Wednesday, October 28, 2020
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Safety second – life comes first

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STAY safe. This is the anthem of our society in a world racked with fear of the coronavirus. The governing outlook of safety has dictated who can work and that we all must suspend the living of life in response to this threat. However well-meaning and potentially valid in the beginning, does this perpetual lockdown mean that the coronavirus has beaten us?  For many weeks we are compelled to stay at home because it might be dangerous outside, but no one is safe from life or the world. There can be too much safety, and economic privation can threaten lives too; this is the legacy of lockdown.

We have deluded ourselves that we are the immortal gods of this earth, this planet of beings alone in a dark universe of vast emptiness and mystery. All the while environmentalists tell us that we can control the climate; Silicon Valley tells us that digits and data are the only world that matters; hapless politicians look to marketing and optics in place of leadership and statecraft, and scientists who dabble in life have the audacity to model it and model us, believing that all knowledge, even that of the future, can be found in a single computer programme.

There is no monopoly on truth, nor is there fact in prediction, particularly when we are in uncharted waters. All we can do is look to the past and trust our better instincts, whilst we attempt to keep to best-laid plans made in less fraught times.  We have patientless Nightingale hospitals, the perfect metaphor for government planning, when a knee-jerk reaction to a single worst-case scenario prediction becomes policy.

Those not tired of lockdown are tired of life. I have sympathy with this weariness. It is hard not to grow tired of our post credit-crisis society, the land of ideology and identity politics, where liberty and democracy are but a forgotten cliché, and the old rules of life, death, freedom and truth no longer apply. As we celebrated the 75th anniversary of VE day, we seemed to be closer to Private Pike of Dad’s Army than the characters of The Great Escape. 

The worry about the destruction of the economy is real; the health of the nation is the health of the economy. However strong the economy previously appeared, much was lacklustre. Lack of invention and innovation forces us to revel in a new generation of smartphones almost the same as the last; we don’t have Concorde any more and we talk of growth and progress. Much of the previous growth in our economy produced nothing. The growing industries are regulatory compliance and human resources, jobs which leech off the productivity of the useful: fake growth and a false economy. Now within industry there is a ‘bourgeoisie’ of bureaucrats for various forms of safety with control over the means of production; the productive and the customers are a trivial inconvenience.  So when the government and your employer say, ‘Stay home, get paid, forget your next appraisal to see how you stack up against the corporate “behaviours”, and feel free to leave those purposeless regulatory compliance checks,’ most would reply, ‘Where do I sign up for lockdown?’ Safety is as good a reason as any to take a break from the monotony.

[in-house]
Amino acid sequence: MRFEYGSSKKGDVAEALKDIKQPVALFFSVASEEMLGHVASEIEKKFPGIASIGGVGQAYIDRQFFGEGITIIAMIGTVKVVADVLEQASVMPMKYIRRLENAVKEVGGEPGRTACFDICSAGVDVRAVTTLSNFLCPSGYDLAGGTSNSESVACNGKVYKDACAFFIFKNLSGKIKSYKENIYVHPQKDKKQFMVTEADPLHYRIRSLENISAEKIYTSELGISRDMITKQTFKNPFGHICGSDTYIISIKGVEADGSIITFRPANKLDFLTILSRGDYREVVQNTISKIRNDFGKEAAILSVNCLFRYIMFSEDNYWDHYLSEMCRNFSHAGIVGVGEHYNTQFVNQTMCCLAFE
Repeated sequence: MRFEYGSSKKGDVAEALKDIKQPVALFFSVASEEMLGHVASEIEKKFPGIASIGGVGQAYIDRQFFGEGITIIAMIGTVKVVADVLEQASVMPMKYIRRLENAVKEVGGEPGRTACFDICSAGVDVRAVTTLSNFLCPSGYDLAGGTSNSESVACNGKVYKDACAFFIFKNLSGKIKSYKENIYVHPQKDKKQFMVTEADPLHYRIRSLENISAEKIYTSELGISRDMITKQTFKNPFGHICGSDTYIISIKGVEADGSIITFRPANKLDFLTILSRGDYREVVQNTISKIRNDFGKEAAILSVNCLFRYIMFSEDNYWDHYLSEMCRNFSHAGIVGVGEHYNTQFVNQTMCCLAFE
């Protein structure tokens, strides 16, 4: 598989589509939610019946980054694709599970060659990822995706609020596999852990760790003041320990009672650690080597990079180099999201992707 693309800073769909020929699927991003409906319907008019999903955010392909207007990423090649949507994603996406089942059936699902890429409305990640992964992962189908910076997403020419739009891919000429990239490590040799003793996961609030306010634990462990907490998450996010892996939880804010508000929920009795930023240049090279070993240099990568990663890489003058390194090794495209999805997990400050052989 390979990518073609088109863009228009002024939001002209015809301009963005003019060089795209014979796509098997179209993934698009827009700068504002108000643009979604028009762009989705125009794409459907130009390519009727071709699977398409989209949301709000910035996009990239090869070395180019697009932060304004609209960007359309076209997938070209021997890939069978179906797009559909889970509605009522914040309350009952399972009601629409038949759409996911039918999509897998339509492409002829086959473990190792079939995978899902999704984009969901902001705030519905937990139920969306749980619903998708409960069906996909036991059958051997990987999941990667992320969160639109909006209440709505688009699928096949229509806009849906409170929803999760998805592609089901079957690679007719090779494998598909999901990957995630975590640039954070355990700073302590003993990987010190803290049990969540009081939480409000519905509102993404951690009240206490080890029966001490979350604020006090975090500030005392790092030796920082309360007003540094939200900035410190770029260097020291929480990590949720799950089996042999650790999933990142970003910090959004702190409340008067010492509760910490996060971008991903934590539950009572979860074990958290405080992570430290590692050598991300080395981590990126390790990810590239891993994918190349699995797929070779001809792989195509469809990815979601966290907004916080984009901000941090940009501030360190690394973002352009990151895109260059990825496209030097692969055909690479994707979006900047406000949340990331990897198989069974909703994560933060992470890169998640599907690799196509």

Safety first? Better safe than sorry? Maybe it is better to risk being sorry than be afraid and destitute. We can at least learn from sorry; we cannot learn from safe. Safety would have us still in the dark of a damp cave; forget fire because it’s too risky, and avoid the wheel – that could spin out of control. For a wartime analogy, the history of 1930s appeasement shows that safety can lead to disaster; responsibility was abdicated for the want of a paper promise of safety signed by a dictator.  ‘Safety’ can even kill directly if you read about the Committee of Public Safety in the French revolution; who can argue against control under the guise of safety? 

Safety second, life comes first; to live is to risk and be uncertain. Only the dead are safe from the slings and arrows of life on earth; it takes the living to take arms against a sea of troubles. Whatever happened to ‘the show must go on’? This show was cancelled, and we stay inside binge-watching old boxsets, comfortably numb, whilst on this multi-month staycation we run up an unpayable public debt that would make John Maynard Keynes blush. Even the animals are mocking us; this is the age of the squirrel and the blue tit, flaunting their freedom as we jealously gaze out of the window. 

Despite the frequent comparisons, we are not at war. In a way we retreated before any war was declared, retreating from life, work, family, and society. We’ll work again. However, I fear the recovery which will eventually follow this self-imposed social and financial crisis will be born out of the same thinking that caused our present situation: our lack of preparedness and resilience. Although maybe this experience will inoculate us against the culture of bureaucratic safety.

 As we recover and emerge from our homes, we will need a sentimental renaissance of British liberty, and an unsentimental reflection on the NHS.  We entered lockdown to protect the NHS at great financial, emotional and social cost to the people it exists to serve; this cannot be healthy. All credit to the doctors, nurses and carers who do their superb best, despite the system they find themselves in; they deserve better. I added the preceding sentence to forestall a potential backlash, in case the unstated obvious suggested any criticism of these vital individuals; safety seems to be contagious.

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Simon Elliott
Simon Elliott works as a consultant project manager in the City of London for a global bank, and writes in his spare time with a conservative and classical liberal perspective.

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